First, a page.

conventional wisdom holds that postal workers will be the last to
welcome privatization of the U.S. Postal Service, that they will
fight vigorously to preserve that government monopoly and with it,
they believe, their jobs. But need this be the case? Or should
postal workers see privatization as an opportunity?
It is first
necessary to take stock of the USPSís current situation. While the
Postal Service retains a monopoly on the delivery of first- and
third-class mail and the use of mailboxes, it does face stiff
competition on many fronts. Urgent communications can be sent via
a local messenger on a bike or a Federal Express jet. Faxes,
e-mails, and the Internet have reduced the need to put a stamp on
an envelope to transfer documents from here to there.
Accounting Office study has confirmed the fears of many postal
officials. Over the next decade annual USPS revenues, currently at
nearly $65 billion, will decline by some $15 billion as more
people pay more bills electronically. That will mean less "The
check is in the mail" excuses as well as less income for the USPS.
Service wants to offer new business and ecommerce services to
obtain desperately needed revenue. It wants to offer email and
online security services and to coordinate business orders,
shipping, billing and inventory. It has an arrangement with Mail
Boxes, Etc. to offer products at that company's outlets. And in a
move that would have been unthinkable even a few years ago, it has
entered an alliance with tradition rival Federal Express. FedEx
now will be carrying express mail. It is understandable why USPS
wants this arrangement. Private carriers now handle some 90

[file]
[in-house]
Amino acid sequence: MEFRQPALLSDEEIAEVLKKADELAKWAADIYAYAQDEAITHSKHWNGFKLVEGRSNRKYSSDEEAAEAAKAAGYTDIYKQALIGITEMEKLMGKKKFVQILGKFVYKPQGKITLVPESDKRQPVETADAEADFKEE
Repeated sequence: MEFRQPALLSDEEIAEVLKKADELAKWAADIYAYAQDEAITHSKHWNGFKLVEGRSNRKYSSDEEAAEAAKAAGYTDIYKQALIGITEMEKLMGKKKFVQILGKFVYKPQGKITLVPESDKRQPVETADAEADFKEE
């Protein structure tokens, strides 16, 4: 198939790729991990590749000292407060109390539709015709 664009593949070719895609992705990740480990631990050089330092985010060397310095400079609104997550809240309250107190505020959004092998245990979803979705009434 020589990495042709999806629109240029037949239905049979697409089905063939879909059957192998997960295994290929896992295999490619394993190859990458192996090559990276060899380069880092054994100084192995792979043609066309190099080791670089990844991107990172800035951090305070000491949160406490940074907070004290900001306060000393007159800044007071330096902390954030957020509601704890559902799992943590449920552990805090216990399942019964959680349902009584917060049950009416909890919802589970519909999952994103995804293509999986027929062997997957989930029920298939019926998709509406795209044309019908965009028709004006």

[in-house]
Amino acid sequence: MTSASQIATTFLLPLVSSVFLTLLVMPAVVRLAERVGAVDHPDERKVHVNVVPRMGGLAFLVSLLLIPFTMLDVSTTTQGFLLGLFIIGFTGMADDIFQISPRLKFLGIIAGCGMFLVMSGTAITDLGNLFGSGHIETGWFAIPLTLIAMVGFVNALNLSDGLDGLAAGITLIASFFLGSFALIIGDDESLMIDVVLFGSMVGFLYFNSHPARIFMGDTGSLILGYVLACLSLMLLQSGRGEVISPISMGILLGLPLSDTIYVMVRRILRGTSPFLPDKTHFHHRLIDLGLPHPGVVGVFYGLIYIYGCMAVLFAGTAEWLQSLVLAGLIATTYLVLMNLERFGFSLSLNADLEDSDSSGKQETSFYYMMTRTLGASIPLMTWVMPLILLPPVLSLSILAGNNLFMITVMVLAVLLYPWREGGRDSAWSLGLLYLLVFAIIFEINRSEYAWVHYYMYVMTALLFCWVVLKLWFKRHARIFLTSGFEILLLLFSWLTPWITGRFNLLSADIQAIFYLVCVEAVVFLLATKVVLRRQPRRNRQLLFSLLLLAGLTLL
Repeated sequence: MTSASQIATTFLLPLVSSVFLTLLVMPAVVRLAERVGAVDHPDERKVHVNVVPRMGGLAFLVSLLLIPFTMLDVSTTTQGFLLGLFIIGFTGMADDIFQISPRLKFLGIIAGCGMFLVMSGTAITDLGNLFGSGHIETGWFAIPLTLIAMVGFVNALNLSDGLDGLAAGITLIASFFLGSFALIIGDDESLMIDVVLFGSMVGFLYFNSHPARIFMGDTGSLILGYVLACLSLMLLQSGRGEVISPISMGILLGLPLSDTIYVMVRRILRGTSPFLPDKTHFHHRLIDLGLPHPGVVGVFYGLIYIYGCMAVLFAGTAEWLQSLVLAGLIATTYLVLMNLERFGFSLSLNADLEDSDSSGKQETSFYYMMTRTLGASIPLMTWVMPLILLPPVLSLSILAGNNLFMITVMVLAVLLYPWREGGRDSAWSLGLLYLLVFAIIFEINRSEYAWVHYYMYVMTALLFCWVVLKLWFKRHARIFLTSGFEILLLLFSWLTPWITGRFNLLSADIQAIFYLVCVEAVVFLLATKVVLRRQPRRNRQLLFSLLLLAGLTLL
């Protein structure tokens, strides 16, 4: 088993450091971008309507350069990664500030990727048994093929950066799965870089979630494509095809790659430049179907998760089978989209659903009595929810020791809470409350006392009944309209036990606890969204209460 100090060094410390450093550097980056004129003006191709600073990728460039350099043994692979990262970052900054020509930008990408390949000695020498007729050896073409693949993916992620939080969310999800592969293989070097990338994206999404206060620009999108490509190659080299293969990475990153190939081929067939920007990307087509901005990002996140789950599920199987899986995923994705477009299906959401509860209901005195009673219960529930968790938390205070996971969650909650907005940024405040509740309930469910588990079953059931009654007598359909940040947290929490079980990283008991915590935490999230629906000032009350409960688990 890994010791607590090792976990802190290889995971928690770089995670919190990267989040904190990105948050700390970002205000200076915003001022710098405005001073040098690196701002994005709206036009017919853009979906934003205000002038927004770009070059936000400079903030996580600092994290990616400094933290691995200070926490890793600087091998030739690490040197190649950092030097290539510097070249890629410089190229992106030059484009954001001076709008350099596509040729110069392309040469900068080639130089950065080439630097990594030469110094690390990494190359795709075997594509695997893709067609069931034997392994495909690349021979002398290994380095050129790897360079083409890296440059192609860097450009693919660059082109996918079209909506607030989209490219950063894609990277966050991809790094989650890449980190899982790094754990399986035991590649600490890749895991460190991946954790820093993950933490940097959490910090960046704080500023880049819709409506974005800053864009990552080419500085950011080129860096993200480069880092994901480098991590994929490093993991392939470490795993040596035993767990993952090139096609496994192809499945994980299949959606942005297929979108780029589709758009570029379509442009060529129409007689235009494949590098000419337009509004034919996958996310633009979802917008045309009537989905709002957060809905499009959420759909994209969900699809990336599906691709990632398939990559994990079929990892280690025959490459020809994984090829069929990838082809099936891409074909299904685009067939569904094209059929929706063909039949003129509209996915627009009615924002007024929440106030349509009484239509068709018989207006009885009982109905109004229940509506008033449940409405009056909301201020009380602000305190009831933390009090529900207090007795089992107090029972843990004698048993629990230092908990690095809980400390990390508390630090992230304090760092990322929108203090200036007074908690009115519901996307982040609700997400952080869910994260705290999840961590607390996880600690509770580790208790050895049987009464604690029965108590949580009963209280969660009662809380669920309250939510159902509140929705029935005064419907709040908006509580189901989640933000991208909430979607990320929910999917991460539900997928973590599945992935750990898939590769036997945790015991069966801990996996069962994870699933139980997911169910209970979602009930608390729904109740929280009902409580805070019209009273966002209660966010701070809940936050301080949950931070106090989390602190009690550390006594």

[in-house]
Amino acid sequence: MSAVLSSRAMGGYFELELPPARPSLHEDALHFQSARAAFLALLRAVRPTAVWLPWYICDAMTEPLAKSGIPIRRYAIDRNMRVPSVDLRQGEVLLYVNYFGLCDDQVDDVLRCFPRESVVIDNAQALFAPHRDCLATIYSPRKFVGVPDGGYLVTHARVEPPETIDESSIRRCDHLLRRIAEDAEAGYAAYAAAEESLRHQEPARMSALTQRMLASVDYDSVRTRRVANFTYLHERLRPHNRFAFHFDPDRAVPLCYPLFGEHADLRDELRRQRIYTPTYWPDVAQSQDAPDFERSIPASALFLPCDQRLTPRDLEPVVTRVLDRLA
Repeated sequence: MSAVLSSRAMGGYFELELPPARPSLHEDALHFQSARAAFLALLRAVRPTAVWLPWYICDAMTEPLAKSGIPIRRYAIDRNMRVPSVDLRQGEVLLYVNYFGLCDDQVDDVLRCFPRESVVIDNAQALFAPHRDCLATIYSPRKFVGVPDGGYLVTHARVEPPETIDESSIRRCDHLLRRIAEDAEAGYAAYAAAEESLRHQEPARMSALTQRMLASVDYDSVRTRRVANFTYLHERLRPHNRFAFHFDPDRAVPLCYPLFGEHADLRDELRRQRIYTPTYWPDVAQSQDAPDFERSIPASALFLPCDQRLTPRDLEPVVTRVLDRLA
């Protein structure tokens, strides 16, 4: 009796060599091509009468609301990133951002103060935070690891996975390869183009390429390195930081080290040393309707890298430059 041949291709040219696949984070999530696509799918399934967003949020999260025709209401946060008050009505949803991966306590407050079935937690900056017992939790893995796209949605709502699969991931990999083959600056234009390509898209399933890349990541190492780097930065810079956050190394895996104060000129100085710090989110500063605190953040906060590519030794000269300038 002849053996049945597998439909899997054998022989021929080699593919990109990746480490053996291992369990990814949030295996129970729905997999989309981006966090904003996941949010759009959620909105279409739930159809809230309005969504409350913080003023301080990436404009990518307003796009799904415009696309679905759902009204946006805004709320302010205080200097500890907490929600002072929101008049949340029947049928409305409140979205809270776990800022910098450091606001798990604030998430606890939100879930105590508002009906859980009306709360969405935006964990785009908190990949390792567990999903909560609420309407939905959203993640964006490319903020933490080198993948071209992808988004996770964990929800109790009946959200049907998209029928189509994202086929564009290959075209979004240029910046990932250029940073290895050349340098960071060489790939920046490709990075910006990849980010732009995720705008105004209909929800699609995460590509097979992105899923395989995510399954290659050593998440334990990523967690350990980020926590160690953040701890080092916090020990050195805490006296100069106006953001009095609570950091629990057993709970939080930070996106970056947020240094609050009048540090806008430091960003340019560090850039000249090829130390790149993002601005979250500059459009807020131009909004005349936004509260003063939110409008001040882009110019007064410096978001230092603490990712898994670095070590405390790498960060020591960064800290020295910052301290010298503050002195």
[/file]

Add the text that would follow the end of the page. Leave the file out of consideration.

percent of overnight deliveries. In return FedEx will be allowed
to put its drop boxes in post offices.
These are the
sorts of plans one would expect from any good entrepreneur.
However, the USPS's expansion into new markets and its
public-private partnerships open it to changes of unfair
advantages. After all, the USPS pays no taxes, it can borrow from
the Treasury, and if its new business ventures fail, it could make
up losses with higher stamp prices. In addition to bring exempt
from most government regulations under which private businesses
must operate, it also is exempt from many of the constraints to
which other government agencies are subject, even though it is
government entity. Perhaps worst of all, the Postal Service has
regulatory authority that it can and does use against competitors.
private companies offering innovative ecommerce services seem
inevitable. The Postal Service will be between a rock and a hard
place. So whatís the solution?
Germany we see the wave of the future. Deutsche Post, the largest
mail carrier in Europe, has been reorganized as a joint-stock
company under private management. In November 2000, it made an
initial public offering of stock and in 2003, its monopoly will be
happen to American postal workers if such an approach is tried
here? Deutsche Post did reduce its labor force over a decade
without forced lay-offs. But more interesting is one of Deutsche
Post's motivations. That company is offering a wider variety of
communications, information and delivery services, and is becoming
a continental and global service provider.
U.S. Postal Service, even subject to the same tax and regulatory
regime of the private sector, would certainly be able to integrate
much more efficiently into the new economy. In addition to
ecommerce, who knows what other services it might offer? Maybe
during the day USPS couriers on bikes will offer one-hour
delivery. Perhaps during the evening those postal trucks that
usually are idle could be used to deliver merchandise from local
stores to customers' homes.
A lesson might
be learned from the information revolution. In 1996 ATT announced
it might need to lay off 40,000 workers (in the end it didn't).
But in the decade prior to the announcement the MCI workforce had
grown from 12,000 to 48,000, jobs at Sprint rose from 27,000 to
52,000, and the number of cable operators and programmers in the
economy grew from 24,000 to 112,000. In other words, in the
telecommunications industry as a whole, far more net jobs were
created than ATT planned to eliminate.
and ecommerce is generating more postal volume, not less. It's
just a different mix: more Amazon.com and ebay packages and fewer
electric bills. A private U.S. Postal Service could act as an
entrepreneur facilitating economic growth rather than as a
government monopoly seeking to cripple competitors and acting as a
ball and chain on the leg of the economy.